14. About the Author Phillip Kerman has been teaching Flash since version 3 and writing books since version 5. He also does contract development. His early experiences in photography have a direct correlation to his job today. The feeling he gets when seeing a project he assembles come to life is the same as watching a photograph develop in the darkroom. Although he understands that great projects involve the work of many dedicated people, he’s not shy to point out that he was the primary programmer for such familiar projects as the original Millennium Three site (archived at deepplay.com/sites/ m399/), a real-time Flash auction that consistently sells over $5 million in cattle during a typical 90-minute sale (stampedecattle.com), the site for the “other” cool office chair (www.allsteeloffice.com/number19/movie.asp), and the Witness to History kiosk featured in the Communication Arts 11th Annual Interactive Exhibition (commarts.com/ca/interac- tive/cai05/36_ia05.html). The short story of Phillip’s rise from mere mortal to being in charge of everything at phillipkerman.com LLC goes like this: . Student photographer for Sunset High School’s newspaper and yearbook . Rode his bicycle from Portland, Oregon, to go to college in Rochester, New York (and got all 2 years’ worth of physical education credits waived in the process) . Graduated from the Rochester Institute of Technology with a bachelor of science in imaging and photographic technology . Worked for Sinar Bron, Inc., selling premier professional photographic equipment . Worked for The Human Element, Inc., doing Authorware (version 1) development . Drove back to Portland, Oregon, where he has been doing contract work for more than 10 years Dedication This book is dedicated to my good friend of 25 years, Graham Stewart Clark (1964–2005). Graham was a brilliant, inspiring, and strong human being who fought and lost a silent battle against overwhelming unhappiness. May his suicide persuade us of the importance of seeking help for ourselves and those we love. For my friend, a city planner who dreamed of creating a more livable city, will you the reader consider giving your car a rest once in a while and instead walk, ride a bike, or take public transportation?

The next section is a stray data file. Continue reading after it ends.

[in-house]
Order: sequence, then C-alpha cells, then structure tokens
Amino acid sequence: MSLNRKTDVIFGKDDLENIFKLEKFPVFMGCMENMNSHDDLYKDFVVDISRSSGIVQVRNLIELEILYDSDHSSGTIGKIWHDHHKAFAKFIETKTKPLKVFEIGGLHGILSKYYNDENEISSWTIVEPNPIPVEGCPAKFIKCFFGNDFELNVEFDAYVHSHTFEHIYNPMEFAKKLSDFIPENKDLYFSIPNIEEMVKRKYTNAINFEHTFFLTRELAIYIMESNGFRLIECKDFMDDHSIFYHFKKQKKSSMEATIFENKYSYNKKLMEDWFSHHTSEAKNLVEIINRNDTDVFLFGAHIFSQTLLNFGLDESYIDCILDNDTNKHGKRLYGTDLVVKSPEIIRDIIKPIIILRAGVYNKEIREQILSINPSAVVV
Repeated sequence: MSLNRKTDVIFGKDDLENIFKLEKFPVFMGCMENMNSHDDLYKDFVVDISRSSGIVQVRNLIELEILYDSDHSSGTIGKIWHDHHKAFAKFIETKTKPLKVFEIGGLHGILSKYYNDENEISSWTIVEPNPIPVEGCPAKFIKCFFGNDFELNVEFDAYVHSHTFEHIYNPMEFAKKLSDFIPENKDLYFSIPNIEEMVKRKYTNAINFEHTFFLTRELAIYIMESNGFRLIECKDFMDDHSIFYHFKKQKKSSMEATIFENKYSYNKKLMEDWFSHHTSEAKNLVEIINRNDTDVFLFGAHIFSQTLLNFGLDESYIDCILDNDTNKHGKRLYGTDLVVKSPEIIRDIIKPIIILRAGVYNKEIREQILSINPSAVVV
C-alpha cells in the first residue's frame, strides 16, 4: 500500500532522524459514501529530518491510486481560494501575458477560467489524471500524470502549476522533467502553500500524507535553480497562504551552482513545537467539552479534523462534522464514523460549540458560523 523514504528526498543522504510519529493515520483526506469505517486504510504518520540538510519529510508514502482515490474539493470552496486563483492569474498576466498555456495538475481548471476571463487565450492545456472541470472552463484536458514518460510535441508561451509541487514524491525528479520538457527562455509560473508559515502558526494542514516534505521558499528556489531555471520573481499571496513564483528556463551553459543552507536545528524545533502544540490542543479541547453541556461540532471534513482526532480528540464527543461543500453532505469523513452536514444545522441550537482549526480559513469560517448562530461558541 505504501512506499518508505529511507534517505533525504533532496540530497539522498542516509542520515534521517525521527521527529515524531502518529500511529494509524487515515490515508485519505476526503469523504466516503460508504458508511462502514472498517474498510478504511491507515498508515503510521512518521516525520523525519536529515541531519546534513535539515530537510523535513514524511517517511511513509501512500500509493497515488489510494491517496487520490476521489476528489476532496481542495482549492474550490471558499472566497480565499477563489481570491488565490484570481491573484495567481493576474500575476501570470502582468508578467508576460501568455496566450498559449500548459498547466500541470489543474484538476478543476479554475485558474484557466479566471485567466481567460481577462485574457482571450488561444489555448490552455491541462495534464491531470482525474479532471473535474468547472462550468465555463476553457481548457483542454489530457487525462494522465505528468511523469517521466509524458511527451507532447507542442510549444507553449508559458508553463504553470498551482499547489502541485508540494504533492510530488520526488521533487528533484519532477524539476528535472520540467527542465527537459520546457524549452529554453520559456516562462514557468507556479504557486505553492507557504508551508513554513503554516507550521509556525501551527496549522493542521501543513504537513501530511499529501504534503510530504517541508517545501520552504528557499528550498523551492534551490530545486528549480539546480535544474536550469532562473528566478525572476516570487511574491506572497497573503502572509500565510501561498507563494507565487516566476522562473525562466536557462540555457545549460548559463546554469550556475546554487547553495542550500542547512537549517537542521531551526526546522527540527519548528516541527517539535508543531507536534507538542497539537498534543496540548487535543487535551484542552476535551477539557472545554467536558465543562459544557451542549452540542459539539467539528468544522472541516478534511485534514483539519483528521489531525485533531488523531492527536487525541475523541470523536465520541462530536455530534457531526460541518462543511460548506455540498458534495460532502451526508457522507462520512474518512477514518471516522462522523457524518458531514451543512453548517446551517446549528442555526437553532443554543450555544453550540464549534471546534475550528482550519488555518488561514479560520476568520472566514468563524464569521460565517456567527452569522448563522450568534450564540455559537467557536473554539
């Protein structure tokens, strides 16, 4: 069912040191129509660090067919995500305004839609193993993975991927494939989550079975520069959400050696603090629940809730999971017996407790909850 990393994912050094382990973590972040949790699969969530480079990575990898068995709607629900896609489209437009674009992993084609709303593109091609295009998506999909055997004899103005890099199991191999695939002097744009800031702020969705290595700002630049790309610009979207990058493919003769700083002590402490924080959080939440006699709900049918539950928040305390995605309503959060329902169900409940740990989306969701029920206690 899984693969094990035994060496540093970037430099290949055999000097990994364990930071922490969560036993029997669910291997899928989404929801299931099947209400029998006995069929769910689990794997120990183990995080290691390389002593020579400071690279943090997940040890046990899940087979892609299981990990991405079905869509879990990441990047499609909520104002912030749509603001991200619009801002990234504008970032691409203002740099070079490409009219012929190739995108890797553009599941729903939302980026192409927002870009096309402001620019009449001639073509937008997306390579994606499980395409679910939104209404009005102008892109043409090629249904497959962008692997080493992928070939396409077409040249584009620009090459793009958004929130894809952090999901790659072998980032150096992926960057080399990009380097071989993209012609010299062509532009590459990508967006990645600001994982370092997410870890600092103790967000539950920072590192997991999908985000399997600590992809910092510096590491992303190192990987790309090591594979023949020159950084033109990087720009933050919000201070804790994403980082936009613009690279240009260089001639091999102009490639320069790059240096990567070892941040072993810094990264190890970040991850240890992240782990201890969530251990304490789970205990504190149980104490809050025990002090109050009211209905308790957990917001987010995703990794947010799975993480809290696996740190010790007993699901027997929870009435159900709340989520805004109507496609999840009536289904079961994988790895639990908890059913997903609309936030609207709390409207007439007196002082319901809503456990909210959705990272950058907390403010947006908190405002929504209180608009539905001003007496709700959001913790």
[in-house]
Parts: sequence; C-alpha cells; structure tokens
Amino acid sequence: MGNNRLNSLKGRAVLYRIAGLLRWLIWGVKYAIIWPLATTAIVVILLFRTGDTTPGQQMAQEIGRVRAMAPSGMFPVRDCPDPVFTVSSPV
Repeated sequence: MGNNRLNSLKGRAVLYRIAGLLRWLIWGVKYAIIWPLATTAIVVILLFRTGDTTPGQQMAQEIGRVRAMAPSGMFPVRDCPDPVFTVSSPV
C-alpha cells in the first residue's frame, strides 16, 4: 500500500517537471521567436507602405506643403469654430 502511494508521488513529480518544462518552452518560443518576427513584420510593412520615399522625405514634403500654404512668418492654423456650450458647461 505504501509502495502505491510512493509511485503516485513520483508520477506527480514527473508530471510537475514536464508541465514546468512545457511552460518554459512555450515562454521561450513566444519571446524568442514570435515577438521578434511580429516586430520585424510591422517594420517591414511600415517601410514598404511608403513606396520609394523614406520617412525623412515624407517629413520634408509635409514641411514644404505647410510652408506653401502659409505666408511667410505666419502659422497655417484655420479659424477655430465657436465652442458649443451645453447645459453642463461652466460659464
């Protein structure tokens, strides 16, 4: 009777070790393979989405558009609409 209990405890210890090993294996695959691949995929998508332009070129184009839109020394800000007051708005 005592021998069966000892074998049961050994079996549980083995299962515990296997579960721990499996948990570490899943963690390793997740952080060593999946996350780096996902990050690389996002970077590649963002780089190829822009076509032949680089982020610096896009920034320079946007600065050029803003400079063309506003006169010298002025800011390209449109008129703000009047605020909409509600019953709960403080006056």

15. Acknowledgments It’s fair to say this book would be much different if no one helped me write it. In fact, I suspect it would be bad. General acknowledgements, like those that follow, help reduce the chances of leaving anyone out. The people at Macromedia are always accessible and responsive. In the case of the Flash 8 team, though, they outdid themselves with a great product and a super-effective beta process. I’ve tried listing specific Macromedians in my other books’ acknowledgements and, even when the list contains more than 100 people, I inevitably forget someone (so I’m not going to risk that here). The folks at Sams Publishing are also super-dedicated and professional. For better or worse, they’re unlike any of my other clients. They really approach a book as a partnership in which everyone can help make it better. Not once have I felt that a negotiation (big or small) was resolved unfairly. If you’ve ever tried teaching, you won’t be surprised to hear me acknowledge all the students who have taught me something. You tend to find out what you don’t know very quickly when you teach. And, as is true with many other challenges, there is always room to improve your teaching ability. In recent years, I’ve learned from students and other teachers at Cleveland High School, Northwest Academy, Pacific Northwest College of Art, Portland Community College, and West Linn High School. There are also people who provided specific help with certain portions of the book. Burak Kalayci (www.buraks.com)—whose ActionScript Viewer (ASV) and Captionate products are enough to deserve special recognition—provided valuable insights into how to design the projects for Chapter 3, “Creating a Video with Synchronized Captions.” He also graciously reviewed some other portions of the book. A former student, Jhon Adams (www.evilpump- kin.com), created the PHP components for Chapter 6, “Saving and Evaluating Quiz Results,” and Chapter 10, “Building a Photo Share Application.” My sister, Deborah Kerman, provided expert advice on the question-writing tips in Chapter 5, “Creating an Assessment Quiz.” Jesse Warden (www.jessewarden.com) also graciously reviewed a chapter early on, which helped me to map out other projects. Larry Drolet, Scott Huber, Doug Scamahorn, and David Vogeleer all tested several chapters’ functionality. The prolific Flash author Robert Reinhardt (www.themakers.com) gave me lots of general feedback over the weeks (well, months) it took me to write this book. Finally, I’ve seen some authors acknowledge musical artists (presumably those who influ- enced the author while writing). Instead, let me mention the killer stereo accessory called squeezebox (from www.slimdevices.com) that gave me an easy way to listen to music while writing.